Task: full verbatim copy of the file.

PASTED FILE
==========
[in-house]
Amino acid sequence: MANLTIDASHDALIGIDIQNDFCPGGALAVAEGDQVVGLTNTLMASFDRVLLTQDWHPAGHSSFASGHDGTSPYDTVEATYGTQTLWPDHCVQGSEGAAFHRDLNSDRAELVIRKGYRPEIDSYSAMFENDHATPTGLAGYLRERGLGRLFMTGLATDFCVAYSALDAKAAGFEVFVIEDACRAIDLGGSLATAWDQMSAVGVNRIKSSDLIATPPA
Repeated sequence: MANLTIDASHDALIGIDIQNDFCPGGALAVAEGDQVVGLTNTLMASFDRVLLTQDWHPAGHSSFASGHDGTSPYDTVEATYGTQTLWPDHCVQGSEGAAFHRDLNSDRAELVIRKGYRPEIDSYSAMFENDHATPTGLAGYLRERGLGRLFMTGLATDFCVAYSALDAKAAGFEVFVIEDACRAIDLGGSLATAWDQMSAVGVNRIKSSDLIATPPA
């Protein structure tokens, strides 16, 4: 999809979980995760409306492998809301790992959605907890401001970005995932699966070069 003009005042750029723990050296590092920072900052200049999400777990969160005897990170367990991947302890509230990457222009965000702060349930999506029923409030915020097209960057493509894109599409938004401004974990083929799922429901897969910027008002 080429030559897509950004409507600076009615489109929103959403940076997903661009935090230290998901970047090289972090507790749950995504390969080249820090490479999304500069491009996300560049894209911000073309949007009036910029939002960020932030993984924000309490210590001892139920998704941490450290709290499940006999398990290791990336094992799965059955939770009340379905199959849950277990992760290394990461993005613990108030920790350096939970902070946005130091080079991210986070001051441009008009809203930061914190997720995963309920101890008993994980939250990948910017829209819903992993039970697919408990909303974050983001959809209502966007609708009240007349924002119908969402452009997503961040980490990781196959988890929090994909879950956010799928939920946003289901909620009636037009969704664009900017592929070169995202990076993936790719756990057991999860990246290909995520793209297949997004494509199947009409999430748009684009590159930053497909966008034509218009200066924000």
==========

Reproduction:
[in-house]
Amino acid sequence: MANLTIDASHDALIGIDIQNDFCPGGALAVAEGDQVVGLTNTLMASFDRVLLTQDWHPAGHSSFASGHDGTSPYDTVEATYGTQTLWPDHCVQGSEGAAFHRDLNSDRAELVIRKGYRPEIDSYSAMFENDHATPTGLAGYLRERGLGRLFMTGLATDFCVAYSALDAKAAGFEVFVIEDACRAIDLGGSLATAWDQMSAVGVNRIKSSDLIATPPA
Repeated sequence: MANLTIDASHDALIGIDIQNDFCPGGALAVAEGDQVVGLTNTLMASFDRVLLTQDWHPAGHSSFASGHDGTSPYDTVEATYGTQTLWPDHCVQGSEGAAFHRDLNSDRAELVIRKGYRPEIDSYSAMFENDHATPTGLAGYLRERGLGRLFMTGLATDFCVAYSALDAKAAGFEVFVIEDACRAIDLGGSLATAWDQMSAVGVNRIKSSDLIATPPA
């Protein structure tokens, strides 16, 4: 999809979980995760409306492998809301790992959605907890401001970005995932699966070069 003009005042750029723990050296590092920072900052200049999400777990969160005897990170367990991947302890509230990457222009965000702060349930999506029923409030915020097209960057493509894109599409938004401004974990083929799922429901897969910027008002 080429030559897509950004409507600076009615489109929103959403940076997903661009935090230290998901970047090289972090507790749950995504390969080249820090490479999304500069491009996300560049894209911000073309949007009036910029939002960020932030993984924000309490210590001892139920998704941490450290709290499940006999398990290791990336094992799965059955939770009340379905199959849950277990992760290394990461993005613990108030920790350096939970902070946005130091080079991210986070001051441009008009809203930061914190997720995963309920101890008993994980939250990948910017829209819903992993039970697919408990909303974050983001959809209502966007609708009240007349924002119908969402452009997503961040980490990781196959988890929090994909879950956010799928939920946003289901909620009636037009969704664009900017592929070169995202990076993936790719756990057991999860990246290909995520793209297949997004494509199947009409999430748009684009590159930053497909966008034509218009200066924000």